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Learning Letters to Music / Handwriting Exercises to Music / Advanced Handwriting Review by Kelly Ann

Exercises to Music from Around the World
Liora Laufer
Callirobics
1 (804) 293-7055
P.O. Box 6634
Charlottesville, VA 22906
http://callirobics.com

Writing is probably the one and only subject that my son gets the least bit excited about. While he doesn’t put up a struggle, I can still tell that he’s not a fan of his daily writing exercises. I’m always looking for new and inventive ways to make writing more enticing for him. I had recently come across a program called Callirobics that had me quite intrigued with the inventive way that they approach learning how to write. You see, the program uses a collection of handwriting activities coupled with music to get students excited about learning. My son absolutely loves music, so I knew that this was a program that we’d have to try. We decided to try three different products from the company, including their Learning Letters to Music, Handwriting Exercises to Music, and Advanced Handwriting Exercises to Music from Around the World programs.

Callirobics has a comprehensive collection of handwriting products to cover a broad group of age ranges and writing levels, from kindergarten all the way through adulthood. All of the student workbooks also contain a special music CD to complete the activities. After working through three of their programs, I’ve noticed that each one has a little something different to offer, depending on the grade level that it was created for.

The Callirobics Learning Letters to Music program includes two student workbooks and a music CD that retails for $30.95. One workbook is for learning how to write upper case letters and the second one is for learning how to write lower case letters. Right from the start, I was happy to see that inclusion of the lowercase workbook. We have used many programs that solely focus on upper case letters, so the lowercase letter workbook was a nice surprise.

Given that this program is intended for students in pre-k through second grade, it has a simple format that’s not too busy. There are twenty-six lessons, one for each letter of the alphabet. In the uppercase letter workbook, lessons are laid out on a two-page spread with an introduction to a letter on the left page, along with three vocabulary words and an age-appropriate illustration to match. The illustrations can be used as a fun coloring activity after children have finished their letter writing exercises. The pages on the right-hand side of every lesson display the handwriting activity with four writing lines, each with a small smiley face to notate the starting point. There is a title of the corresponding song from the CD, as well as a large letter with numerical guidelines to direct children on the proper formation of each letter. The first two writing lines offer a letter, evenly spaced out for students to trace. The third line offers the same set-up, except the letters are significantly lighter to give children a chance to start experiencing what it feels like to write the letter on their own, without a guideline to trace. The fourth and last line on each letter page still contains the smiley face starting point, but there are no preprinted letters. This is where my son was challenged to write the letters on his own without any guidelines. The lowercase workbook closely matches the overall concept of the uppercase workbook, with the exception of the exterior cover and vocabulary word coloring page, which is omitted.

After inserting the CD, students will hear a chime and then the lesson’s letter, followed by several vocabulary words that begin with the same letter. For instance, the letter E will include the words “Eddie,”“Elephant,” and “Egg.” These are displayed on the left-hand side of the lesson along with the coloring page. Each time a vocabulary word is said aloud, a group of children’s voices say each word twice. This is usually done in one sequence for each letter and group of words, and then repeated back. After a pause, a song will begin playing, so the student can begin their letter writing exercise.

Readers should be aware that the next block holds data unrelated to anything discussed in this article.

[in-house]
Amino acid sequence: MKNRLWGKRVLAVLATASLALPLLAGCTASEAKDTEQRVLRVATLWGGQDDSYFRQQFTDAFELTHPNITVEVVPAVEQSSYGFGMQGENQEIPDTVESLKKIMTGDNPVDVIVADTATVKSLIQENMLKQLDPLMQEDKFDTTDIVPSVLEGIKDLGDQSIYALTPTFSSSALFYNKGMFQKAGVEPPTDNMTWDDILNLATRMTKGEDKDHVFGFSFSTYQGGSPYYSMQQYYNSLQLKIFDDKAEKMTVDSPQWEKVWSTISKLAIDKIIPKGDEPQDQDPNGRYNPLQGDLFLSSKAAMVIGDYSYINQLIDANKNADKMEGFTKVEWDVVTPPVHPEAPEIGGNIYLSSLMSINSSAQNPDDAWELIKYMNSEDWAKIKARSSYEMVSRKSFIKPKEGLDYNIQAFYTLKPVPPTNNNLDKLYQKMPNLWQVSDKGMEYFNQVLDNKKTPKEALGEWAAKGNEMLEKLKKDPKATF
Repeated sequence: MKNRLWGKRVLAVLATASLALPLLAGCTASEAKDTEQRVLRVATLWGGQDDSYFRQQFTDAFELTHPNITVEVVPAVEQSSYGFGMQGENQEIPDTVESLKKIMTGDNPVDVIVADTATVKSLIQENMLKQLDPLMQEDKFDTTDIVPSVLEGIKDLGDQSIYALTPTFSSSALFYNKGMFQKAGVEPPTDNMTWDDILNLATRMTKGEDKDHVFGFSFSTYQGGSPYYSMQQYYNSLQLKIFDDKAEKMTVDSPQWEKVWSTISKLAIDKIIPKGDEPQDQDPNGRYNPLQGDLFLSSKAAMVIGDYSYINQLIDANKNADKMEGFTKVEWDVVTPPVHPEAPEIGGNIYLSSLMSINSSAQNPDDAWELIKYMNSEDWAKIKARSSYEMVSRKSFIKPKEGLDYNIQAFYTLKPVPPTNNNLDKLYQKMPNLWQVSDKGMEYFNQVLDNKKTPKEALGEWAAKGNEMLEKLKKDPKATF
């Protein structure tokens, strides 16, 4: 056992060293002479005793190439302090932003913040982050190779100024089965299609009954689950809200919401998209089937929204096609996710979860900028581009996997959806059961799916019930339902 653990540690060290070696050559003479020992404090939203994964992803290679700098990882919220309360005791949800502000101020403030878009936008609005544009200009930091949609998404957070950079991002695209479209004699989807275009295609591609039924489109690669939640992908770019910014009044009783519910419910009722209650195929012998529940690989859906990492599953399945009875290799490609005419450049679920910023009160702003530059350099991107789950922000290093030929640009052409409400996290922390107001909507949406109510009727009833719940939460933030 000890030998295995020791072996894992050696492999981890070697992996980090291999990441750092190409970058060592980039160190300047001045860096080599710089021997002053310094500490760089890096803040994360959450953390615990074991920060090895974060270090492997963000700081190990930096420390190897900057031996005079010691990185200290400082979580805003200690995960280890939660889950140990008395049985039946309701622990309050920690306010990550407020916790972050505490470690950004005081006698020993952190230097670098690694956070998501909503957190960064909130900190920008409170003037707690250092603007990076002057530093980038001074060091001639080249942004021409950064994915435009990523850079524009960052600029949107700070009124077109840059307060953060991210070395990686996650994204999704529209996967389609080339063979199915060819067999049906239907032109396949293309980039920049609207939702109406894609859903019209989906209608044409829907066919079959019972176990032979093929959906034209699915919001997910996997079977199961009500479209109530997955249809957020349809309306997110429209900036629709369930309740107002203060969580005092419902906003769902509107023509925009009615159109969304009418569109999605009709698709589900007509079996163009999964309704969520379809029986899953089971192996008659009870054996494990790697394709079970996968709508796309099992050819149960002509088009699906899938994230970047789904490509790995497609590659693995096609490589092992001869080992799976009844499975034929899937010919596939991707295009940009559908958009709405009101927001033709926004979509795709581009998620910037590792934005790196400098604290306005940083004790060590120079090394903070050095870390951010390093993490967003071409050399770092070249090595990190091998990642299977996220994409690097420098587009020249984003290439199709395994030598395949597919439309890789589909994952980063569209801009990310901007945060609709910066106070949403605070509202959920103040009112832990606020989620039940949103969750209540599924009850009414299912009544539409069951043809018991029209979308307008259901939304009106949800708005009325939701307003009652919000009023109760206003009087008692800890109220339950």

The songs are fun and age-appropriate for younger children. They really get kids excited about writing. My son, who is four, was thrilled when he started using this. His first words about the program were, “I’m writing my letters to music!” He never gets this excited about writing, so I knew we were getting somewhere. Each song is different in length, but most will give him enough time to finish the page. If there is a song that is shorter than the other, we then put it on repeat until my son has completed the letter page. The whole idea in this program is to stay on the same letter for two to three days before moving on to the next exercise.

Some of the songs on the CD are sung by adults, while some are sung by children. My son loves hearing other children sing, so this is a nice aspect of the program that makes him feel as though the children are doing the exercises along with him. He was also quick to pick up the steady flow of each writing session. When the chime was heard he knew that it was time to observe the illustration and repeat three new vocabulary words. He’d then pause and wait for the song to begin before proceeding with his handwriting activity.

The second program that we had received, Callirobics Handwriting Exercises to Music, comes with a student workbook, teacher’s guide, and music CD. This program retails for $37.95 and was created for students ages seven through fourteen. The idea behind this particular program is to get children prepared for writing in cursive. The book is different in its approach where it doesn’t use typical cursive letters to practice. Instead, it includes a series of repetitive lines, shapes, and patterns to get children acclimated with the movements involved in this stage of writing. From slants, curves, angles, and loops, this workbook tackles some of the more intensive stages of writing without overwhelming students.

The activities are broken down into ten sessions with two lessons per session. It is recommended that students take at least a week or more to work through each session. Every session follows a similar setup where one lesson focuses on straight lines or angles, while another focuses on curved or rounded lines. The lessons have clever titles such as, “At the Top of the World.” This particular lesson displays zigzagged triangles that look like mountains. There is another exercise called “Caterpillars Hanging on a Tree,” which allows the student to create small arches that connect to each other. The introduction page displays a trial run on how to form the writing pattern, focusing on the correct and incorrect way to do it. The lines to write on are narrower than what you would typically find in handwriting books for younger grades. This allows students to get used to traditional ruled paper. At the end of each session a positive affirmation is included, for example, “I am good at making decisions and solving problems.” These are added for students to read and help offer a little extra encouragement to keep their spirits up.